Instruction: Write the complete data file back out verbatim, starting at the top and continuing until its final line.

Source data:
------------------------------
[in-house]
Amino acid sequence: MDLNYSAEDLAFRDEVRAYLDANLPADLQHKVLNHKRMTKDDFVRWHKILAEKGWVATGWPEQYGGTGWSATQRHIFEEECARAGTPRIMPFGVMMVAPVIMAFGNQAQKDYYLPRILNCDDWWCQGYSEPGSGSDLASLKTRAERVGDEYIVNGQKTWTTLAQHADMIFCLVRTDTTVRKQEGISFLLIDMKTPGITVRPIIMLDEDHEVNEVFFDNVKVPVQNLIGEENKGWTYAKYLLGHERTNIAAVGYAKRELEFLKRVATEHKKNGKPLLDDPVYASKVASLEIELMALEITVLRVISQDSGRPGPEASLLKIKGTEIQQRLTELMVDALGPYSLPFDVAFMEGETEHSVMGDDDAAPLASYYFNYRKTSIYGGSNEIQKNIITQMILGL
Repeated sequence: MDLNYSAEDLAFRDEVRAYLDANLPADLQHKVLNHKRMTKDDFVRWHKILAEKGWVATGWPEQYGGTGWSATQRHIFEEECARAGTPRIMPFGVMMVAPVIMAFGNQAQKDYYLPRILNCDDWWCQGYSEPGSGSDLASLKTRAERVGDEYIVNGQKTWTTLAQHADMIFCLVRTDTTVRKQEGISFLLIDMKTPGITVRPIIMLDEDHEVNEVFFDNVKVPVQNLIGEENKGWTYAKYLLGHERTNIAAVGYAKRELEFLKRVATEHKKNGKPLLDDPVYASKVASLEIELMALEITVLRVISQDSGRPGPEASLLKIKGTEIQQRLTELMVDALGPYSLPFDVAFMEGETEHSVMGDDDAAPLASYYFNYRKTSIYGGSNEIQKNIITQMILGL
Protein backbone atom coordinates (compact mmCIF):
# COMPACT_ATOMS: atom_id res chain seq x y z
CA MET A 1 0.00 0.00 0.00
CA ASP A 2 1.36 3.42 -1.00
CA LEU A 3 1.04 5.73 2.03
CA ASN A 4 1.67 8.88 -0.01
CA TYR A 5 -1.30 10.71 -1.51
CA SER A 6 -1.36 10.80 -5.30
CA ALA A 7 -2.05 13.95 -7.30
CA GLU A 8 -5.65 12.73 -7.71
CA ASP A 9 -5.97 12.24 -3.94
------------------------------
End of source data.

[in-house]
Amino acid sequence: MDLNYSAEDLAFRDEVRAYLDANLPADLQHKVLNHKRMTKDDFVRWHKILAEKGWVATGWPEQYGGTGWSATQRHIFEEECARAGTPRIMPFGVMMVAPVIMAFGNQAQKDYYLPRILNCDDWWCQGYSEPGSGSDLASLKTRAERVGDEYIVNGQKTWTTLAQHADMIFCLVRTDTTVRKQEGISFLLIDMKTPGITVRPIIMLDEDHEVNEVFFDNVKVPVQNLIGEENKGWTYAKYLLGHERTNIAAVGYAKRELEFLKRVATEHKKNGKPLLDDPVYASKVASLEIELMALEITVLRVISQDSGRPGPEASLLKIKGTEIQQRLTELMVDALGPYSLPFDVAFMEGETEHSVMGDDDAAPLASYYFNYRKTSIYGGSNEIQKNIITQMILGL
Repeated sequence: MDLNYSAEDLAFRDEVRAYLDANLPADLQHKVLNHKRMTKDDFVRWHKILAEKGWVATGWPEQYGGTGWSATQRHIFEEECARAGTPRIMPFGVMMVAPVIMAFGNQAQKDYYLPRILNCDDWWCQGYSEPGSGSDLASLKTRAERVGDEYIVNGQKTWTTLAQHADMIFCLVRTDTTVRKQEGISFLLIDMKTPGITVRPIIMLDEDHEVNEVFFDNVKVPVQNLIGEENKGWTYAKYLLGHERTNIAAVGYAKRELEFLKRVATEHKKNGKPLLDDPVYASKVASLEIELMALEITVLRVISQDSGRPGPEASLLKIKGTEIQQRLTELMVDALGPYSLPFDVAFMEGETEHSVMGDDDAAPLASYYFNYRKTSIYGGSNEIQKNIITQMILGL
Protein backbone atom coordinates (compact mmCIF):
# COMPACT_ATOMS: atom_id res chain seq x y z
CA MET A 1 0.00 0.00 0.00
CA ASP A 2 1.36 3.42 -1.00
CA LEU A 3 1.04 5.73 2.03
CA ASN A 4 1.67 8.88 -0.01
CA TYR A 5 -1.30 10.71 -1.51
CA SER A 6 -1.36 10.80 -5.30
CA ALA A 7 -2.05 13.95 -7.30
CA GLU A 8 -5.65 12.73 -7.71
CA ASP A 9 -5.97 12.24 -3.94